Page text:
The drive from S.F. over to Oakland was really nice. Traffic was light and the scenery was amazing. Another place for one of those cool helicopter shots in the movie, if you should be so inclined. Not to mention (although that, of course, means I’m mentioning it) the possible literary symbolism of crossing a bridge. A metaphor, perhaps? OK, not really, that’s just kind of the way San Francisco and Oakland are. With water and bridges and so forth.
Speaking of Oakland, I had always imagined it to be a very poor, shitty, also-ran to San Francisco. I mean, all I know of it is the Oakland Raiders, the team of criminals for criminals. That image couldn’t be more wrong from the part of Oakland I was now in. For one thing, it was rich. Money, money everywhere. Many Mercedes and Lexus SUVs for that luxurious off-roading I’m sure these folks so often did. I will say this, though. The houses were cool. Really old and well maintained. No McMansions spreading over the entire lot and into one another. No “Faux” anything. Just really nice, old houses along these streets covered with huge, old, leafy trees. Even in the dead of winter, it was beautiful. Not that “winter” really existed here in the way it did back in New York. You had some rain but that was about it. OK, lots of rain. And fog. Like I said, some cliches are cliches for a reason.
I didn’t get lost at all. In fact, I found myself pulling up to their house twenty-minutes early. I pulled up next to Josh’s white Toyota (told you he was dull) and parked. His Royal Dullness then stepped out to greet me. You know, he really was a good guy. I feel bad saying some of the stuff I do about him. I mean, what had he ever done to me but look out for me and try to help me when he could? And bore me to tears. And sleep with the woman I wanted for my own. Which he kept me from ever having for my own. Ever. Which might mean I just may have to kill him. And with that, we shake hands. Josh even hugged me. Talk about an awkward moment.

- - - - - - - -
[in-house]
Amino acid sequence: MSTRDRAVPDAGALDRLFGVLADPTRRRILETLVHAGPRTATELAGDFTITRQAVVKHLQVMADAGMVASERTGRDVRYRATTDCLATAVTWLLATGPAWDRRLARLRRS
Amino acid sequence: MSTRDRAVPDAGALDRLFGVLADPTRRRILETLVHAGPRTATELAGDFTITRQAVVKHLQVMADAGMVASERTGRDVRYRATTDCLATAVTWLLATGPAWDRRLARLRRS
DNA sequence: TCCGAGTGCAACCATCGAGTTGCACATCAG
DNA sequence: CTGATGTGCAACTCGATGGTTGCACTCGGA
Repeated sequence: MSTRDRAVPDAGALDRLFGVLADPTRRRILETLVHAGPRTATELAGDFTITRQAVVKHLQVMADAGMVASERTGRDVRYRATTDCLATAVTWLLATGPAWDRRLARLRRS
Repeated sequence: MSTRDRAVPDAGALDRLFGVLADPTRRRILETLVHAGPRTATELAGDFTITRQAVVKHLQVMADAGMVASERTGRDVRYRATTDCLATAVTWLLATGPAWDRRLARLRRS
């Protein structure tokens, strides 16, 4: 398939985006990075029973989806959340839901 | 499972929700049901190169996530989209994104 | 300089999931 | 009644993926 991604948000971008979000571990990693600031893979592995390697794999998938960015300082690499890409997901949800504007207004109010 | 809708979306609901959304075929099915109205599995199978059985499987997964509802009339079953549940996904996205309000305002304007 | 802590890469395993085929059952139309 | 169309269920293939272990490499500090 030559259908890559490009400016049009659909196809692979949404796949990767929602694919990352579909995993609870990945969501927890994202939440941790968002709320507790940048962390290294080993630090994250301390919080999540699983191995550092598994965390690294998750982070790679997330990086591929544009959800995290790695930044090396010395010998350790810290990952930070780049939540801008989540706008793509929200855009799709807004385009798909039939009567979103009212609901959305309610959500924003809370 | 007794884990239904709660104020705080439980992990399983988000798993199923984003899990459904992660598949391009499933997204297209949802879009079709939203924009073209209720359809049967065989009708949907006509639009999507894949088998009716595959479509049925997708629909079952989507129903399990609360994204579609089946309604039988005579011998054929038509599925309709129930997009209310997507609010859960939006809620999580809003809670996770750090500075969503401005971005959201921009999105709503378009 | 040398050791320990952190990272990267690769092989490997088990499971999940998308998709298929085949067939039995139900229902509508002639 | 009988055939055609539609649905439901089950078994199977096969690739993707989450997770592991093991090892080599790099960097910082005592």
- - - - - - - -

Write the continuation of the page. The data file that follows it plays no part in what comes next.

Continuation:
Josh and I stand there for a moment talking about my drive across the bridge and talking about the Mini. He’s trying to be nice, but clearly doesn’t like it. It’s too small and too expensive for such a little car, according to him (expensive?). Not to mention, how dangerous it is driving something that tiny. One SUV and it’s all over. Or something. I actually stop listening when I catch a glimpse of Nancy in the door.